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1 hour ago, niraD said:

I wouldn't even go that far. It doesn't mean "I can't find it", only that "I didn't find it (this time)". I never assume that I can't find it. I've gone back and found many of the caches I've DNFed. My record so far is 6 DNFs before finally finding it on the 7th attempt.

 

How would you know ?

We have around 350 DNFs, and I certainly don't ever plan on returning to the numerous park n grab/cache n dash hides that the other 2/3rds went after.   :)

 For me,   rarely stopping at one if on the way walking, "I can't find it" is accurate...

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So I only have 144 finds in many years, so I'm sure my opinion isn't particularly valuable, but since this is about things that irk you, here's what irks me:

1) People who use prescription pill bottles for cache containers in urban areas.  Nothing looks more like a drug drop than placing or retrieving a pill bottle from a lamppost in a remote corner of a parking lot.

2) Placing caches on, under or around electrical utility boxes.  There seems to be a trend of this in the area where I live now.  I've found about a half dozen recently where the "container" is a metal faceplate from an electrical box attached to a metallic surface with a magnet, with a ziploc'ed log sheet sandwiched between.  I don't like them, and I don't think the geocaching community should be tampering with electrical/utility boxes.  Lamp posts either, to be honest, but it is what it is.  Doesn't mean it doesn't "irk" me.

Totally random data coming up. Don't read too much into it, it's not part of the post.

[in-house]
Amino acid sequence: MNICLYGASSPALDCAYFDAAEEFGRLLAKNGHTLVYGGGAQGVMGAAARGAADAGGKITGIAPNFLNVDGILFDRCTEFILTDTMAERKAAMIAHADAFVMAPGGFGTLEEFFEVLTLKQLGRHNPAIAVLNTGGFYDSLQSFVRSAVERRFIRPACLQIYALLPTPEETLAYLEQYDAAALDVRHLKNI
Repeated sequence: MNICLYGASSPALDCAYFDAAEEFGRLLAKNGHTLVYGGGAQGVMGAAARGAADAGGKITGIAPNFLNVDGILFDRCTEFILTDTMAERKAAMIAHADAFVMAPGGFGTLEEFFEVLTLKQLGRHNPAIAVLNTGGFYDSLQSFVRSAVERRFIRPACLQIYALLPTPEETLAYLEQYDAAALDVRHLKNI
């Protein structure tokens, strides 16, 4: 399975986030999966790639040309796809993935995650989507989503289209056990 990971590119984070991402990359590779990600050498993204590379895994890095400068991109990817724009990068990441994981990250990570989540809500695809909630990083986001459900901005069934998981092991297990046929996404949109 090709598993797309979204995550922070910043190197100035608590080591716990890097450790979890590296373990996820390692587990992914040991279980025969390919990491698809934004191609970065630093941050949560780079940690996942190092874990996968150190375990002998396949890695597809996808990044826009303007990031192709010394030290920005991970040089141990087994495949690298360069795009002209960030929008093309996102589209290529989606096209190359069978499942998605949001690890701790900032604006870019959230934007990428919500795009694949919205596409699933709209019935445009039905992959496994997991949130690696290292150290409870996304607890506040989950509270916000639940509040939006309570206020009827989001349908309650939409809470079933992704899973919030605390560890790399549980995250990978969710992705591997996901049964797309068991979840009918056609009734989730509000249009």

s-l640.jpg

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Currently irked by multis that are broken.  So many are broken that it makes me avoid all multis.

 

One was a 6 stage multi, the item at the 4th stage was no longer there and therefore crashed the sequence.

One was a 2 stage multi, and the signage had been removed.  I was able to google the answers, but that would be more of a puzzle than a multi.

Another one with a sign that had been removed.

Another one that was poorly written, again using signage -- this time it was a 'loop and spur' type trail.  The tasks required counting the letters on the 1st sign, second sign, etc.  But there was no way to know which direction I approached the trail ....  And again, some of the signs had been damaged.

 

Multis take more work to maintain!  Check the stages, not just the final!  Update the page if things change!

 

 

 

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9 minutes ago, fuzziebear3 said:

Currently irked by multis that are broken. 

 

 

Broken, and otherwise poorly set up. Before we set off on a >1 stage multi, I'll research it through the logs, if I hear stories of woe trying to decipher instructions or having to phone friends to complete, we'll just pass.....

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3 hours ago, fuzziebear3 said:

Currently irked by multis that are broken.  So many are broken that it makes me avoid all multis.

 

And some become only findable if you PAF who still has the coords to the final, or the owner cache....

 

Quote

 

Owner MaintenanceOwner Maintenance

12/09/2017

Will get out to check on Stg 2.
In the meantime, if anybody needs help, just message me.

 

 

 

2 years later and this active owner still hasn't checked their multi, with stages missing and a frozen wet final. FYI it has 21 favourite points (30%). 

 

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4 hours ago, fuzziebear3 said: